Faculty Sponsor

Bart Wolf

College

Arts and Sciences

Department/Program

Geography and Meteorology

Document Type

Poster Presentation

Symposium Date

5-3-2014

Abstract

This project examines the 28 May 2013 mesoscale case over north-central Kansas and focuses on the step-by-step process from a student perspective. The project describes the tools, models, parameters, and observations used to determine the focus for the day, including a classic loaded-gun sounding measured and observed by the field team. The decisions made by the team on this day placed them in position to observe an EF-3 tornado near Bennington, Kansas. The main goal of the project is to educate students about how to forecast and safely observe severe weather events through a how-to-guide compiled from experiences in the Valparaiso University Meteorology Department program, Severe Convective Storms Field Study. The project will demonstrate how to apply the knowledge from the course to a real-time, in the field, forecast. Although forecasting is not an exact science just yet, the guide will help educate future students and others on how to utilize various tools and techniques in order to accurately forecast for convective weather.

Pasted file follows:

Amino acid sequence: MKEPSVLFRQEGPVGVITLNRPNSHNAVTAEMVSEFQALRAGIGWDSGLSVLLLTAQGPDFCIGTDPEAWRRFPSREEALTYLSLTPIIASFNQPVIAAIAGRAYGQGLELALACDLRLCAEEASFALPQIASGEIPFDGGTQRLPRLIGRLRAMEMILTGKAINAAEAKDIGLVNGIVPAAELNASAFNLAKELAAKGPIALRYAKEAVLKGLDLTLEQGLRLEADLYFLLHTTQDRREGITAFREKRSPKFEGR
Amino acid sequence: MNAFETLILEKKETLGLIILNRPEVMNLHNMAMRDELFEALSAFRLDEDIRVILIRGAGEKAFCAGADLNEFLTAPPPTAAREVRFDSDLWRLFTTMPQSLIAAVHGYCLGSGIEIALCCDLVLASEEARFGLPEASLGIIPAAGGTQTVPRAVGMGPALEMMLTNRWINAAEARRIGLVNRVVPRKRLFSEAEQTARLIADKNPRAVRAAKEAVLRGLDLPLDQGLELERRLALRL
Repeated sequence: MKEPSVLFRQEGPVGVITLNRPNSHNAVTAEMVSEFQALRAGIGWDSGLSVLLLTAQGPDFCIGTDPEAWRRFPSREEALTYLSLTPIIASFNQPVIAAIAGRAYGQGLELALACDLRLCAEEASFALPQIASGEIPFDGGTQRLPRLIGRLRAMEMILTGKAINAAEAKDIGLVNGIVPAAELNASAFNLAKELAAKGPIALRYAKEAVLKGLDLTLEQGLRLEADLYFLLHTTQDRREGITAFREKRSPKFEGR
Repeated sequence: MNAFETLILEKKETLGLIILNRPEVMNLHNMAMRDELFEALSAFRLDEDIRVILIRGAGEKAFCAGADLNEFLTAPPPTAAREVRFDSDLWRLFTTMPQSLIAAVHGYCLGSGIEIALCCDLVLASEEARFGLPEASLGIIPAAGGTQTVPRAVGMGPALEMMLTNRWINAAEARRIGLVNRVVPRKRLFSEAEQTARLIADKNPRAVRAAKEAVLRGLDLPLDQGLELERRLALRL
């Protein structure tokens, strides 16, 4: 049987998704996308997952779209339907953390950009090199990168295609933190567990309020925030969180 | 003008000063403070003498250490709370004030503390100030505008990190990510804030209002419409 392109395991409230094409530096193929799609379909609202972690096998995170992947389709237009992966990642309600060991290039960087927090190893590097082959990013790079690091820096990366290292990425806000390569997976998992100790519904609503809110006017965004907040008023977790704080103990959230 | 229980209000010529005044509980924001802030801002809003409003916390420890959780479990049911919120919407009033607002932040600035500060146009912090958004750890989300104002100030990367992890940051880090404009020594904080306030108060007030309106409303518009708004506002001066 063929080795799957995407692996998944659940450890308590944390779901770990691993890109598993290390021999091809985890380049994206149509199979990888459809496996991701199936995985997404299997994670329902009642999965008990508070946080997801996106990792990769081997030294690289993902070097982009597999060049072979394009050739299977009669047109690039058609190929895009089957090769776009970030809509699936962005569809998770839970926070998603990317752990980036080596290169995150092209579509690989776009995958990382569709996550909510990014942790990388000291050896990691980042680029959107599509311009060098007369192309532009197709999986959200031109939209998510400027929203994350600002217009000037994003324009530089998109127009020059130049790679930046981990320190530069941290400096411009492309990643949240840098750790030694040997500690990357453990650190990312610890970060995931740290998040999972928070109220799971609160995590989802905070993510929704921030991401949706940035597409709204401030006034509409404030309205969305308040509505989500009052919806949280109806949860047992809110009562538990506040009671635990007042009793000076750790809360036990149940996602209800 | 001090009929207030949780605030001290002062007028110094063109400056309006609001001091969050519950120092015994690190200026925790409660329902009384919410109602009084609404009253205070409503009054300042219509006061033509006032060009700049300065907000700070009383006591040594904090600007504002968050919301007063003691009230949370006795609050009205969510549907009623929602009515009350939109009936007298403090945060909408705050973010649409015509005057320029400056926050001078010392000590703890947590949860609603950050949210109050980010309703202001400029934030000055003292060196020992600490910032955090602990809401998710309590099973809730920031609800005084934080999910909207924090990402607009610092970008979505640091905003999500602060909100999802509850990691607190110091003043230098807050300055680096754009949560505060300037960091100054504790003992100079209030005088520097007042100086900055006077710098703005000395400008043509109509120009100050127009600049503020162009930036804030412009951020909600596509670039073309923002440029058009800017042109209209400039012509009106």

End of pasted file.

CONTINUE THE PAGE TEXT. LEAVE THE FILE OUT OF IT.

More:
Biographical Information about Author(s)

For the past 20 years, undergraduate students in the Valparaiso University Meteorology Department program, Severe Convective Storms Field Study, have ventured into the field and applied their classroom knowledge in a hands-on environment. The students collect data, forecast, and discern target areas for severe weather. When conditions allow, the students prepare and launch radiosondes in the pre-storm environment.

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